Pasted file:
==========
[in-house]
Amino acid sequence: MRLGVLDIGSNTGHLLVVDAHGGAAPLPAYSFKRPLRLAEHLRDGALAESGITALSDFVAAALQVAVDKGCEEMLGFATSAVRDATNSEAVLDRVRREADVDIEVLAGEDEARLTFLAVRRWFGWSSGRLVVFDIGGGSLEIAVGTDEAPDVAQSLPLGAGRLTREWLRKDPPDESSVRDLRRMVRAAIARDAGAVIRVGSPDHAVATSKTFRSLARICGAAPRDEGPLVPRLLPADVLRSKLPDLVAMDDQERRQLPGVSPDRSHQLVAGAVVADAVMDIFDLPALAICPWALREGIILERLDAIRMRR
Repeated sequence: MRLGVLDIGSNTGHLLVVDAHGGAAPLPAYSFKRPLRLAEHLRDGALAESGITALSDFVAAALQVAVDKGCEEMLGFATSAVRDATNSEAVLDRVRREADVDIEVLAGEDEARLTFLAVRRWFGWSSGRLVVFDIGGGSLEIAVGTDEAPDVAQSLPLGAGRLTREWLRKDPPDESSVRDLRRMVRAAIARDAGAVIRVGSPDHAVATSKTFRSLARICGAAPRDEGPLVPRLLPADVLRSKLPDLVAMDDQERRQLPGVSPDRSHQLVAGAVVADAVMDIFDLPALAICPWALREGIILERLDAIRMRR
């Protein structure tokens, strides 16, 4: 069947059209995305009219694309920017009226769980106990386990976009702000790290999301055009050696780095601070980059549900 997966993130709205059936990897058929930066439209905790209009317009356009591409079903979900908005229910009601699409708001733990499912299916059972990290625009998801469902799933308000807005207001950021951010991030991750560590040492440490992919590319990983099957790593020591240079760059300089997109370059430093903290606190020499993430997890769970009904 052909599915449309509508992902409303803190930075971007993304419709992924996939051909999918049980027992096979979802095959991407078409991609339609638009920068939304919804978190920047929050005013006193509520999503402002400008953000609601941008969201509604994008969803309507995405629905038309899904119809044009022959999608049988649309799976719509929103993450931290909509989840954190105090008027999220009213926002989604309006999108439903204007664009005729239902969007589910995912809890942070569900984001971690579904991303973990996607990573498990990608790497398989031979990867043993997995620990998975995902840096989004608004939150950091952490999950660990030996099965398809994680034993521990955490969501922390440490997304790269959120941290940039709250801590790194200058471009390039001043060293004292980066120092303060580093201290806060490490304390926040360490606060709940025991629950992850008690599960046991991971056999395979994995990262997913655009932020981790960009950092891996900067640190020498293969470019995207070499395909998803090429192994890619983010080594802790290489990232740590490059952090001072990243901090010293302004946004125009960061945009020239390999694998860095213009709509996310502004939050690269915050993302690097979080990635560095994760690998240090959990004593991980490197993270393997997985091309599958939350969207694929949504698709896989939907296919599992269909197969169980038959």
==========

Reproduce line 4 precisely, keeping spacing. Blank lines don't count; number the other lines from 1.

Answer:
């Protein structure tokens, strides 16, 4: 069947059209995305009219694309920017009226769980106990386990976009702000790290999301055009050696780095601070980059549900 997966993130709205059936990897058929930066439209905790209009317009356009591409079903979900908005229910009601699409708001733990499912299916059972990290625009998801469902799933308000807005207001950021951010991030991750560590040492440490992919590319990983099957790593020591240079760059300089997109370059430093903290606190020499993430997890769970009904 052909599915449309509508992902409303803190930075971007993304419709992924996939051909999918049980027992096979979802095959991407078409991609339609638009920068939304919804978190920047929050005013006193509520999503402002400008953000609601941008969201509604994008969803309507995405629905038309899904119809044009022959999608049988649309799976719509929103993450931290909509989840954190105090008027999220009213926002989604309006999108439903204007664009005729239902969007589910995912809890942070569900984001971690579904991303973990996607990573498990990608790497398989031979990867043993997995620990998975995902840096989004608004939150950091952490999950660990030996099965398809994680034993521990955490969501922390440490997304790269959120941290940039709250801590790194200058471009390039001043060293004292980066120092303060580093201290806060490490304390926040360490606060709940025991629950992850008690599960046991991971056999395979994995990262997913655009932020981790960009950092891996900067640190020498293969470019995207070499395909998803090429192994890619983010080594802790290489990232740590490059952090001072990243901090010293302004946004125009960061945009020239390999694998860095213009709509996310502004939050690269915050993302690097979080990635560095994760690998240090959990004593991980490197993270393997997985091309599958939350969207694929949504698709896989939907296919599992269909197969169980038959």